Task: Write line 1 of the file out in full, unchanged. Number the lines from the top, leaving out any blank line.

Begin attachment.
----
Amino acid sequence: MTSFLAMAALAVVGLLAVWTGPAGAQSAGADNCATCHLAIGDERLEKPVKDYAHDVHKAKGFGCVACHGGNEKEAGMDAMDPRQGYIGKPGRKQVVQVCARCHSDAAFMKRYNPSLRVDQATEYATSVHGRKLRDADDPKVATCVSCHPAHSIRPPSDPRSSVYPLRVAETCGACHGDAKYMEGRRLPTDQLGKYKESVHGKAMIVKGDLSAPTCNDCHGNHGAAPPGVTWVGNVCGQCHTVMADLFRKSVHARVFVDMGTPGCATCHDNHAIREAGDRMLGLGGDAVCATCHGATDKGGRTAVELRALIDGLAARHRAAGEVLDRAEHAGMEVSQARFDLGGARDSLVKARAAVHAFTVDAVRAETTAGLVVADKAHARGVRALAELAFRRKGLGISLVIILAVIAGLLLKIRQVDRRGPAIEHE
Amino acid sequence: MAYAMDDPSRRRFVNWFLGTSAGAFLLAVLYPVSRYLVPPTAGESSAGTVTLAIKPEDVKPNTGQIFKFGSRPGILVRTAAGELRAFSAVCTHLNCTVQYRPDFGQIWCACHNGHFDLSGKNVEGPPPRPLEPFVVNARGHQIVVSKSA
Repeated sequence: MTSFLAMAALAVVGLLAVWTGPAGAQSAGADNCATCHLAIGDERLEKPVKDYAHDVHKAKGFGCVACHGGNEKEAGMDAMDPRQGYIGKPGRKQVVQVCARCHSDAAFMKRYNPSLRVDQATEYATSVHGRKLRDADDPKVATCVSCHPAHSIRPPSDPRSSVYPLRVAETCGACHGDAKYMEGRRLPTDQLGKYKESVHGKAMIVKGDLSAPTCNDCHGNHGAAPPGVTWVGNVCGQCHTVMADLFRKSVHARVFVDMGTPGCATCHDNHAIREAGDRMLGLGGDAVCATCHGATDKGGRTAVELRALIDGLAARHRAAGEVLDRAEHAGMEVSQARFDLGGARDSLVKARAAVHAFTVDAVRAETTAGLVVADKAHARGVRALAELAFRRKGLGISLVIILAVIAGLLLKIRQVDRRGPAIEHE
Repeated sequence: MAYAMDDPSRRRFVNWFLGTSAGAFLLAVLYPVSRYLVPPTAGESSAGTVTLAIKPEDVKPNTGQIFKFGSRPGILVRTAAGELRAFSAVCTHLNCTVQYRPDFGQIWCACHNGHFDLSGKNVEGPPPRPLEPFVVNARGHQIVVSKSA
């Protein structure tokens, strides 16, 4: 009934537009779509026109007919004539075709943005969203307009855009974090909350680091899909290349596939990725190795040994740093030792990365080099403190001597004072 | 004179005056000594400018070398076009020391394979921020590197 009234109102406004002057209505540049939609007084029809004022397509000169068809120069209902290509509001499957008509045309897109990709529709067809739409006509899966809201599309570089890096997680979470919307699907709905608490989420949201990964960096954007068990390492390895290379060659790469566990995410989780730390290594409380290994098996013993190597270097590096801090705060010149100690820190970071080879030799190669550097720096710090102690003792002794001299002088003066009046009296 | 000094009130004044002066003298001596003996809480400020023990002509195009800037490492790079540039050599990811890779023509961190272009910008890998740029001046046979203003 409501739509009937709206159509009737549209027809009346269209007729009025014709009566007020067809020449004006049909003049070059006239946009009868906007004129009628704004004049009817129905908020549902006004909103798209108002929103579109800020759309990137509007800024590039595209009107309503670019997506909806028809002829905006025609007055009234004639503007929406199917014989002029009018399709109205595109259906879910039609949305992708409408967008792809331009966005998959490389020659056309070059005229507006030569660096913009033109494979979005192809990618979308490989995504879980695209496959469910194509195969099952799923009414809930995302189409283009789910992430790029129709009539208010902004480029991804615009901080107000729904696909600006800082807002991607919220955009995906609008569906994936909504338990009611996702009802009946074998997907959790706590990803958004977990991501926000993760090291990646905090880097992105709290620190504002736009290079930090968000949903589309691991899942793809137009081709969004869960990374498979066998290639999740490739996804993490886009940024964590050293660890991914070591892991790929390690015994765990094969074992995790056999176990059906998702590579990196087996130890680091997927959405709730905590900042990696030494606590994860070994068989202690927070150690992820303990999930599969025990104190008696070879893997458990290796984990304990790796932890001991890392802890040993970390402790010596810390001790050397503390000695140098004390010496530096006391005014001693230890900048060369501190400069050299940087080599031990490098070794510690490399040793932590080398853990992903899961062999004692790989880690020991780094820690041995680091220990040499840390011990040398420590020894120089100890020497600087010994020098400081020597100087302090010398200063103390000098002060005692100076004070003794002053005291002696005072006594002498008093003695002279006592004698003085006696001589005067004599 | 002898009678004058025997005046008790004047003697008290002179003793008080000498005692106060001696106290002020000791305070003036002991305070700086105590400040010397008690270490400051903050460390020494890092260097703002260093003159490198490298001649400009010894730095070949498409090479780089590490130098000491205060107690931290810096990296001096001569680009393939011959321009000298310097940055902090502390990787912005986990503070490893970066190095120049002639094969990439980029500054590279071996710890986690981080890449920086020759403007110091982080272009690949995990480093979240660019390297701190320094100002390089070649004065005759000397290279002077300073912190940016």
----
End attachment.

Amino acid sequence: MTSFLAMAALAVVGLLAVWTGPAGAQSAGADNCATCHLAIGDERLEKPVKDYAHDVHKAKGFGCVACHGGNEKEAGMDAMDPRQGYIGKPGRKQVVQVCARCHSDAAFMKRYNPSLRVDQATEYATSVHGRKLRDADDPKVATCVSCHPAHSIRPPSDPRSSVYPLRVAETCGACHGDAKYMEGRRLPTDQLGKYKESVHGKAMIVKGDLSAPTCNDCHGNHGAAPPGVTWVGNVCGQCHTVMADLFRKSVHARVFVDMGTPGCATCHDNHAIREAGDRMLGLGGDAVCATCHGATDKGGRTAVELRALIDGLAARHRAAGEVLDRAEHAGMEVSQARFDLGGARDSLVKARAAVHAFTVDAVRAETTAGLVVADKAHARGVRALAELAFRRKGLGISLVIILAVIAGLLLKIRQVDRRGPAIEHE